SEOUL (AFP) - A top North Korean official in charge of ties with South Korea and reunification was killed in a traffic accident, Pyongyang's state media said Wednesday (Dec 30).
"Comrade Kim Yang Gon, a Workers' Party secretary and member of the party Central Committee Politbureau... died in a traffic accident at 6.15am Tuesday (Dec 29) at age 73," the North's Korean Central News Agency said.
KCNA said leader Kim Jong Un would head an 80-member state funeral for Kim on Thursday (Dec 31).
It hailed Kim Yang Gon as a faithful revolutionary of late leaders Kim Il Sung and Kim Jong Il and “the dearest and the most trustworthy comrade-in-arms” of current leader Kim Jong Un.
His death was a “great loss” to the party and the people, KCNA said, praising him for his “admirable loyalty and competence”.
South Korea on Wednesday (Dec 30) expressed condolences to the North on his passing, China's Xinhua news agency reported.
As secretary of the party’s Central Committee and director of the committee’s United Front Department, he had been devoted to achieving the party’s reunification policy, it said.
A career party diplomat, Kim was known as a key confidante to the leader of the Stalinist state, advising him on inter-Korean relations and more recently on international relations in general.
He played a leading role in realising the 2007 summit between then leader Kim Jong Il and South Korean president Roh Moo Hyun.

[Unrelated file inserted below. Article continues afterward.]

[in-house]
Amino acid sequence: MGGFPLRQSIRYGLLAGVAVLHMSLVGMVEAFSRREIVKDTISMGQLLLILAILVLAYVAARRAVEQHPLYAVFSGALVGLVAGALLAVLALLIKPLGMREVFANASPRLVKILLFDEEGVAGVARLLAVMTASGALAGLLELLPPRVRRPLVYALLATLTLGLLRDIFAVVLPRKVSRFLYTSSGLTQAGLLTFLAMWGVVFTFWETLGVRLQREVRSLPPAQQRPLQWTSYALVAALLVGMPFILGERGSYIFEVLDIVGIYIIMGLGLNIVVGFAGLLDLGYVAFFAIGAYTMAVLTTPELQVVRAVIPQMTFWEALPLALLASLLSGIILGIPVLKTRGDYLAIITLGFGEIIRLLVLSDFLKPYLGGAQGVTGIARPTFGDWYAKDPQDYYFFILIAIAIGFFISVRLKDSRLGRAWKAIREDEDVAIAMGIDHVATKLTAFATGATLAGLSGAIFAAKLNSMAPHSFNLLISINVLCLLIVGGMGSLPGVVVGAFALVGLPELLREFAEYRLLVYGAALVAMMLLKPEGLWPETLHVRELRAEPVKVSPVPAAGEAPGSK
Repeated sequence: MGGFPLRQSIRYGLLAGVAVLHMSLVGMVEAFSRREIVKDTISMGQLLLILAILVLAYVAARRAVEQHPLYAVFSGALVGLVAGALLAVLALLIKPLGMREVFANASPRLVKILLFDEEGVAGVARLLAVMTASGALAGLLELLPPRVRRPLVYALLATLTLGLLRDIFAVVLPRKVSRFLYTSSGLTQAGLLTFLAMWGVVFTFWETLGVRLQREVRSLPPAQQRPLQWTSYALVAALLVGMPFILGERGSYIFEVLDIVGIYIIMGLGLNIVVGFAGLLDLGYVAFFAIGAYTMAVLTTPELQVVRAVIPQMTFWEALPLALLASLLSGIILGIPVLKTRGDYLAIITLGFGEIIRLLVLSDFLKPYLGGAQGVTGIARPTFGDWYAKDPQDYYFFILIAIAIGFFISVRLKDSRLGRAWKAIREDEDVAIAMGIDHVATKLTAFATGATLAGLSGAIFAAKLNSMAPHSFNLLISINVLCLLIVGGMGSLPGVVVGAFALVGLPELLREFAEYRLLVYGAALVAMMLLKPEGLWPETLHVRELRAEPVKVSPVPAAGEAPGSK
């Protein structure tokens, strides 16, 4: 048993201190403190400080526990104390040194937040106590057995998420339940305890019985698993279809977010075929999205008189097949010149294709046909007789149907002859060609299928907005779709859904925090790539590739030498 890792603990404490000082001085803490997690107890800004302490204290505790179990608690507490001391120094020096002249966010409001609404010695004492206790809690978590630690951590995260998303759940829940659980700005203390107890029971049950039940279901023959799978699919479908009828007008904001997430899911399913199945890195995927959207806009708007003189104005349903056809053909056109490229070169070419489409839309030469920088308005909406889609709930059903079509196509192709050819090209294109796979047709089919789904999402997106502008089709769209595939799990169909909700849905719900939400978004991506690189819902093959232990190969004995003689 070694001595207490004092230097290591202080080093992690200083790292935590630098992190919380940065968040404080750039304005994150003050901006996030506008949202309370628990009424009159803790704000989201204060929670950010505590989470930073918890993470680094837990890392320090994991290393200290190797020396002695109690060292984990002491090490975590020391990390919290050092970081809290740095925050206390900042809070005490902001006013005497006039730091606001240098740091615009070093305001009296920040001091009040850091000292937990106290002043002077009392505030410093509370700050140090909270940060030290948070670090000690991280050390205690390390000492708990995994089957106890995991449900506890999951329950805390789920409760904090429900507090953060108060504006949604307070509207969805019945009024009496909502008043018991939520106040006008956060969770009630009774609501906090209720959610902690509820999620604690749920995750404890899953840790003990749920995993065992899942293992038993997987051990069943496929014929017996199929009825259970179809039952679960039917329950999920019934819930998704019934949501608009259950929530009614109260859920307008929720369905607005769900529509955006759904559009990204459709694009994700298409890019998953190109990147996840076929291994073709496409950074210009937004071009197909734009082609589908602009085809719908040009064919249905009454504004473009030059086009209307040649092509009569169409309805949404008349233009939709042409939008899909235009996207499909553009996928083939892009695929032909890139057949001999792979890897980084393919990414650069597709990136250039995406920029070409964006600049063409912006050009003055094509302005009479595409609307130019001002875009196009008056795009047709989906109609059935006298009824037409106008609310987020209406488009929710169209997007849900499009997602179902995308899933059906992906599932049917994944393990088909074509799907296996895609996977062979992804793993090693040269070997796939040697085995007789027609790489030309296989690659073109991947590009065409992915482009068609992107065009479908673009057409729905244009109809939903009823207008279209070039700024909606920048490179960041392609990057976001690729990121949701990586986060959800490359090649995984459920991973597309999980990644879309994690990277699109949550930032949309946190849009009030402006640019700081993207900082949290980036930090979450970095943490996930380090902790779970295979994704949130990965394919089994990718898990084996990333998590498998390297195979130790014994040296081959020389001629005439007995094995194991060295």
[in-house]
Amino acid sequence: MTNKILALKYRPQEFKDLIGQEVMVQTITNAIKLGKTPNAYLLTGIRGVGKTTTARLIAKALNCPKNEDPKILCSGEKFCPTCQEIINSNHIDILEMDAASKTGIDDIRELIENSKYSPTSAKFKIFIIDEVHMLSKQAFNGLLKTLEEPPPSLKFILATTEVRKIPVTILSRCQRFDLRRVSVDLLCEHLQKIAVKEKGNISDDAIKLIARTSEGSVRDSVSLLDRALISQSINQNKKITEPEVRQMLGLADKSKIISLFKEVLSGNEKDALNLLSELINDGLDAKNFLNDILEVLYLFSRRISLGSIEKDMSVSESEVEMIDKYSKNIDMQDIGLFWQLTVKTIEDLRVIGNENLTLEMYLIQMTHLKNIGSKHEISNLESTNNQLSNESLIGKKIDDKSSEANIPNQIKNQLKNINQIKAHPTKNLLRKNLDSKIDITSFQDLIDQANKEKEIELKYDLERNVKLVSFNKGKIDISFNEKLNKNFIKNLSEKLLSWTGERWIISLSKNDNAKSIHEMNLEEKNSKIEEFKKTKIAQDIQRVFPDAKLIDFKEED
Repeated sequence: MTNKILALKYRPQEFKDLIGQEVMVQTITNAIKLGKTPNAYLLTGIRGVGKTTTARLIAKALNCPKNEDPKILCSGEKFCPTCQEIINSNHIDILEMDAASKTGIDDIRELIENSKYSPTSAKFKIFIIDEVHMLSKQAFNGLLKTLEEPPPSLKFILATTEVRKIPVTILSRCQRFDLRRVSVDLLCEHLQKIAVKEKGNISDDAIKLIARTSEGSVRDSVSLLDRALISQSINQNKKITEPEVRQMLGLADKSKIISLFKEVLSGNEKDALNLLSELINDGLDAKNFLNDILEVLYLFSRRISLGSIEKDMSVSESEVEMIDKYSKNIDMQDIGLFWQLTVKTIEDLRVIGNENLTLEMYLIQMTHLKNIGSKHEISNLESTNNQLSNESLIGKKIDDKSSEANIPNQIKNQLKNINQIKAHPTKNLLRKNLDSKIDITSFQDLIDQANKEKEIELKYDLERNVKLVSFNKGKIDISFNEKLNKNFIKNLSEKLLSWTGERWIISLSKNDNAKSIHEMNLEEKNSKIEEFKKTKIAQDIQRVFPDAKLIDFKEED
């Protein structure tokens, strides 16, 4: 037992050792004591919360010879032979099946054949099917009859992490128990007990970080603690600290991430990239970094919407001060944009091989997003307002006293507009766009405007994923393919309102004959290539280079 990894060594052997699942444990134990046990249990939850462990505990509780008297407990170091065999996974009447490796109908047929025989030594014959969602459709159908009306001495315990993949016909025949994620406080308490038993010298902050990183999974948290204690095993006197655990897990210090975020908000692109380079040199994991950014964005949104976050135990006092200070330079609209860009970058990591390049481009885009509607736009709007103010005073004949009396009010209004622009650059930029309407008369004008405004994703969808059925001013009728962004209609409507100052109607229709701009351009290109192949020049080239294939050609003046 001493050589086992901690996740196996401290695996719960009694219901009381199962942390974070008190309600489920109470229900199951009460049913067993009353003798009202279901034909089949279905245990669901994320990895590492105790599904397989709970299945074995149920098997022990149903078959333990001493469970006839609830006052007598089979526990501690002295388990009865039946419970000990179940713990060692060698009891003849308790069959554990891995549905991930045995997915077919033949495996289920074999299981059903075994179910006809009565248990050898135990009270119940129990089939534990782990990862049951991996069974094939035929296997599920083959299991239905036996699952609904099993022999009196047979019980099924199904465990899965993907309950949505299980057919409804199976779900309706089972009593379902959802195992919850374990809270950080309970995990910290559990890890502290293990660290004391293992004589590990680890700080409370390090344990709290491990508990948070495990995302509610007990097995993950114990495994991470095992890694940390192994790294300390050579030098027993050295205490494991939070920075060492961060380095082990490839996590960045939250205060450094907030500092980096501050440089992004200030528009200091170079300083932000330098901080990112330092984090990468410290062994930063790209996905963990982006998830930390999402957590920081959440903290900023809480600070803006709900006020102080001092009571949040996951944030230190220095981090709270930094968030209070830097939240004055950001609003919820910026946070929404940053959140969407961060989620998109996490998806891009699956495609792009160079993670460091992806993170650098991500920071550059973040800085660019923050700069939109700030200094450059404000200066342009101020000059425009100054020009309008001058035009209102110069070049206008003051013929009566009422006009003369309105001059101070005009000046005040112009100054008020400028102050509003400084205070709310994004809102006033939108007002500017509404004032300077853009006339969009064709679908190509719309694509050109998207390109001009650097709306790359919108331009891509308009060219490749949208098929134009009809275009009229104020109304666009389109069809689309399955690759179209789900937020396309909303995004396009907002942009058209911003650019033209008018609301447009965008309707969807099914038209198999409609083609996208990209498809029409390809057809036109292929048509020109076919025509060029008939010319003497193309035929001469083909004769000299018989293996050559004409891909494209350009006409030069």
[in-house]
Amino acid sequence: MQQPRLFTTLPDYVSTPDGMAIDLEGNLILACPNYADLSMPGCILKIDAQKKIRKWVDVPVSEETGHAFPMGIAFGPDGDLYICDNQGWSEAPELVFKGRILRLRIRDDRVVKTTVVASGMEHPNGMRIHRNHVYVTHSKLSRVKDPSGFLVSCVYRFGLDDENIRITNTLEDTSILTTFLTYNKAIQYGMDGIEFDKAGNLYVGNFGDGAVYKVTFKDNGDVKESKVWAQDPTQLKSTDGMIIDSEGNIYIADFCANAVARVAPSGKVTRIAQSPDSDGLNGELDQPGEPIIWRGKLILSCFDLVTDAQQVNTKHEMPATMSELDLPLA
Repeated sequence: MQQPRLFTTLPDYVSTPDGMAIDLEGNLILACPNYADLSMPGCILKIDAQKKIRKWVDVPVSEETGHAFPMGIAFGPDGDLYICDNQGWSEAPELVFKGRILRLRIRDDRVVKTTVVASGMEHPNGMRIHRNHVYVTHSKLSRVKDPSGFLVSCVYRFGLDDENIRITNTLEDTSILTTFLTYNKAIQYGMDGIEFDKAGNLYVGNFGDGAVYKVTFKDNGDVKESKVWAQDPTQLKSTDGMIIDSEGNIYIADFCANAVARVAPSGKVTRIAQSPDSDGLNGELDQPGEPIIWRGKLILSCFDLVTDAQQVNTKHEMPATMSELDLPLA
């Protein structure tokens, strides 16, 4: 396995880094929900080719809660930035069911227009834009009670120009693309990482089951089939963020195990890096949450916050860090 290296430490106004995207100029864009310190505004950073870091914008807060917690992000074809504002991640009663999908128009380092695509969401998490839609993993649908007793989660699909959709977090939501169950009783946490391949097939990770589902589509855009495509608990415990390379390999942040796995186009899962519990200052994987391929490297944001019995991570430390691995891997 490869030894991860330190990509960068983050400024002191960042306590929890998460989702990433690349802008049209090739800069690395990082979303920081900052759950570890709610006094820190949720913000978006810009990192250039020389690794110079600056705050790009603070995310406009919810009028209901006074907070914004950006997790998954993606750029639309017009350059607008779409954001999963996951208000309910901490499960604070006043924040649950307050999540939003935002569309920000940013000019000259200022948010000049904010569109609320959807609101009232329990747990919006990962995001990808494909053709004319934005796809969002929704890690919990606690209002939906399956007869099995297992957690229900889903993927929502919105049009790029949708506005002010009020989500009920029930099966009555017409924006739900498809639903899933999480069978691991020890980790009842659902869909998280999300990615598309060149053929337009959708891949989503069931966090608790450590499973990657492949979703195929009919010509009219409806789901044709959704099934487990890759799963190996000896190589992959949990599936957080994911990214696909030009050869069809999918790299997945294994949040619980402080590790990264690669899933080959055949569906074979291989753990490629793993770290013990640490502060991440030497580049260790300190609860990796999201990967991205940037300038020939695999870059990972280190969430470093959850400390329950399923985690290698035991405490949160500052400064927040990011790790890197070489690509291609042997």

Kim Yang Gon was the only North Korean official present at their meeting in Pyongyang.
Most recently, he was one of the two top North Korean officials who attended rare high-level talks in August aimed to defuse tensions sparked by a land mine blast near the inter-Korean border which was blamed on North Korea.
The two Koreas reached a deal on Aug 25, pulling the Korean peninsula away from the brink of war. They then vowed to make efforts to promote inter-Korean civilian exchanges.
But subsequent vice ministerial talks this month ended with little progress in resolving pending issues such as the issue of families separated by the division of the Korean peninsula and the 1950-53 Korean War and the resumption of cross-border tours to the North’s scenic Mount Kumgang.
Kim’s death is widely seen as a blow to efforts for dialogue and reconciliation between the two rivals.
“This is going to deliver negative impacts on inter-Korean relations”, professor Yang Moo Jin of the University of North Korean Studies told AFP.
“In light of the North’s nature, I don’t see anyone who can replace him in his role in daring offer policy ideas and advice to the leader in these fields”, he said.